Alexander Rabb CC
New York Pig Sty
He hadn’t spoken to me in months, not since we broke up on New Year’s Eve and he asked me for a farewell-fuck. I said no. He said it was worth a shot.
So why then? In the middle of March when the skies were still heavy with snow, and I was dragging a heart that beat for him with each shuttered step forward. Yes. I would meet him at the bar. No. I would not tell my therapist.
I sat in my car in the parking lot. What’s wrong with a beer in a hipster bar as the earth is dead asleep under dirty snow, with someone who ate your heart and offered his blood-stained shirt covered in plans of forever, a home, children? I stared blankly at the entrance and crunched the salt sewn pavement. He sat with the bartender, laughing, like it was a normal night. Like he hadn’t contacted me as though it were another day. Like we were still together. I’d say everything moved in slow motion like the movies, but I think I ran to the bar like some love-sick fool. Maybe I latched onto a tap. Maybe that’s an exaggeration. I sat next to him and slid my jacket off my shoulders. He told me I looked good. I did. The bartender asked me what I wanted to drink. I asked for a lager.
The chained heart flexed his bicep and asked me if it looked bigger. I told him the shape changed. He grabbed my hand and made me feel it. I could feel the bumps from his stick-and-poke tattoo. They pricked my skin, an ink stain forever on my life. I pulled my hand away hoping no one saw. You like it, he said. He laughed.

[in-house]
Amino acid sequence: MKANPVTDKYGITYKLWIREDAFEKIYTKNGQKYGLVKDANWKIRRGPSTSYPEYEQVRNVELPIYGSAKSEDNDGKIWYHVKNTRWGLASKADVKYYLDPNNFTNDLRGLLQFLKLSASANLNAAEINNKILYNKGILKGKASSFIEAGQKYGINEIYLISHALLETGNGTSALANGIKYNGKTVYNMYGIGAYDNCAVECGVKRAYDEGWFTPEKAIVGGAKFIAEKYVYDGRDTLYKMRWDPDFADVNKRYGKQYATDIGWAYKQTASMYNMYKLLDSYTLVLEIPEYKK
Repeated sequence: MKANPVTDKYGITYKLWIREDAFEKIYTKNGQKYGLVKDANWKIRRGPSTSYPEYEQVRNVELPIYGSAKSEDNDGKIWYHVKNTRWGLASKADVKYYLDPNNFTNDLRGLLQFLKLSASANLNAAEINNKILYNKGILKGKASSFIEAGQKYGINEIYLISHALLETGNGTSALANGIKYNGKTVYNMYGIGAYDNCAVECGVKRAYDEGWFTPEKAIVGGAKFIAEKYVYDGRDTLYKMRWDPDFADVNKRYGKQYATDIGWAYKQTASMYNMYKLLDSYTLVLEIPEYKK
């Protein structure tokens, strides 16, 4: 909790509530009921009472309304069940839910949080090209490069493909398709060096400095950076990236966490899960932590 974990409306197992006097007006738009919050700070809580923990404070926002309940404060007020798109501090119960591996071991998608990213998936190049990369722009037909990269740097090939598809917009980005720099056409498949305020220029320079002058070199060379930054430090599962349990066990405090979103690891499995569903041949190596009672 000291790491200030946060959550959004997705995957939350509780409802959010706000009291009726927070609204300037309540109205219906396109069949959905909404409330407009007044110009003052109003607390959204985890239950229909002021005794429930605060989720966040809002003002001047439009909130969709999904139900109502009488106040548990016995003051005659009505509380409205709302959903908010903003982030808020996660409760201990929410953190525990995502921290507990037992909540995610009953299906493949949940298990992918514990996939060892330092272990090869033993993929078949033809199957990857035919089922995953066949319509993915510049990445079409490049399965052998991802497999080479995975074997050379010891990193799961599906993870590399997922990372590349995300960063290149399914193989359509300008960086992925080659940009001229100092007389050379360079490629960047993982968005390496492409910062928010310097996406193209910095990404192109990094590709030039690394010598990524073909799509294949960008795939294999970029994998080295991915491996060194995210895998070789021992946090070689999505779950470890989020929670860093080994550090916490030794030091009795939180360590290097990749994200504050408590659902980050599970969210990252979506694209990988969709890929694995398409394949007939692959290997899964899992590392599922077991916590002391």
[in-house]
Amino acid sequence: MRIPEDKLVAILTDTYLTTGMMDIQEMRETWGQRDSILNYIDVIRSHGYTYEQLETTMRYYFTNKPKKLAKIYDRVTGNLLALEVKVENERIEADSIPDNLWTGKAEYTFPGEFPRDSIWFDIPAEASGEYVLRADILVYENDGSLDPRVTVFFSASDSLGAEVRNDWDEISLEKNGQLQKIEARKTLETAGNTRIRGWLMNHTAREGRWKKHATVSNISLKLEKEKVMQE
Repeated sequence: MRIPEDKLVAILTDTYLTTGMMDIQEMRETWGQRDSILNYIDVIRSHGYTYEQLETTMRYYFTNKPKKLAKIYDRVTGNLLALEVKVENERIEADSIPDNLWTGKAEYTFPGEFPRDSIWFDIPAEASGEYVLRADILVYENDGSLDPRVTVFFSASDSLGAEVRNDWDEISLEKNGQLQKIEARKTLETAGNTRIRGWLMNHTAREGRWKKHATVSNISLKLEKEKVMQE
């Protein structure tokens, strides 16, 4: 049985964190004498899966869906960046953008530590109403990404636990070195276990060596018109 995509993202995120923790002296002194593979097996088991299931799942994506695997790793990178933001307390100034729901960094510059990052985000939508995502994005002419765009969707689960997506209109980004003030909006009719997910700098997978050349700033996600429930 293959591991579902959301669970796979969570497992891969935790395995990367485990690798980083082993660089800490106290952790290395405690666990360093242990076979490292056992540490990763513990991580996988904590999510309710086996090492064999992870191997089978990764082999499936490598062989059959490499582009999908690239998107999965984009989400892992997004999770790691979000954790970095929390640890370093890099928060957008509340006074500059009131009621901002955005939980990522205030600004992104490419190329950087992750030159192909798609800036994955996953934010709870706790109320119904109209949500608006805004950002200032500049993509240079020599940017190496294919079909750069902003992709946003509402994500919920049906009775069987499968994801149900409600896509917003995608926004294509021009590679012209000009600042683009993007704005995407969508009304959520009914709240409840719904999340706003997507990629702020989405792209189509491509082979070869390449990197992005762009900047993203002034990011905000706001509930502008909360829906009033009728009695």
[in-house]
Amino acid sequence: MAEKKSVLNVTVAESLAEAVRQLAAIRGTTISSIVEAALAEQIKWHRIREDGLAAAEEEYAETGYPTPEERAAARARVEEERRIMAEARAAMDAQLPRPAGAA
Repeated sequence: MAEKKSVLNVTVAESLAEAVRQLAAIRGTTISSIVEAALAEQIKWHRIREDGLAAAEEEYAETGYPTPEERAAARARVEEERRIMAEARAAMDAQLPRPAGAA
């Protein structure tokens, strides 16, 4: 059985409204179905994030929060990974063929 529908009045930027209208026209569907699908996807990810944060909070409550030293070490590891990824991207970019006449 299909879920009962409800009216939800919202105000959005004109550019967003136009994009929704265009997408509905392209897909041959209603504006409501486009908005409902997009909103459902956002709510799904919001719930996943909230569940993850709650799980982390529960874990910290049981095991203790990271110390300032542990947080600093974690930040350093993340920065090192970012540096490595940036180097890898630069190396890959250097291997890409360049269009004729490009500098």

It was more difficult than I thought, to see someone casually after investing so much life into him. I felt like an addict, my skin twitching under a waffle-knit sweater. Yet I persisted, with a wall, and talking points. How I started therapy. How terribly grad school was going. He said I was blaming him. I was. Partially. He was persistent, too. That I should go home with him in the middle of the week. I said no. But he walked me to my car and kissed me. Then brought me to his and drove to the back of the bar. There was a light on a building about 100 feet away, but next to us the building was brick, blackened by soot with a shattered glass window. He climbed on top of me in the passenger seat and ripped my jacket.
We went back to his place in separate cars so I wouldn’t stay the night. That way I wouldn’t get the wrong idea. It was just sex. My deep breaths filled the car, and I got high on my own apprehension. I drove through the black night, the fog heavy along the river where he lived. It was familiar but foreign to be on the orchard blanketed in snow. I looked into the sky to see the constellations I had missed so much, but the winter sky hid them. He was already inside when I got there, warming the renovated pig sty where he lived with a propane space heater.
I wanted to prove that I wasn’t some sad, clingy thing. That I could still be fun. I pushed him against the wall and kissed him. His yellow flag with the snake fell down. I tread on it. I never liked that thing. In minutes we were naked. Playfully, I threw my underwear across the room. They knocked the hose off the propane space heater. My life flashed before my eyes. He yelled at me, but we laughed after the situation was handled in a very quick, but naked manner.
The night ended after a cold sweat; thrusts to last a lifetime. All the orchard sounds were gone. No more cicada hum. No frogs. Just the crunch of my shoes on snow. I drove back into the fog. We never saw each other again. I still haven’t told my therapist.
Ryan Norman is a writer from New York living in the Hudson Valley. Inspired by the landscape, he writes what he feels. His work has appeared in From Whispers to Roars, XRAY Literary Magazine, Black Bough Poetry, Storgy Magazine and elsewhere. You can find him on Twitter @RyanMGNorman.
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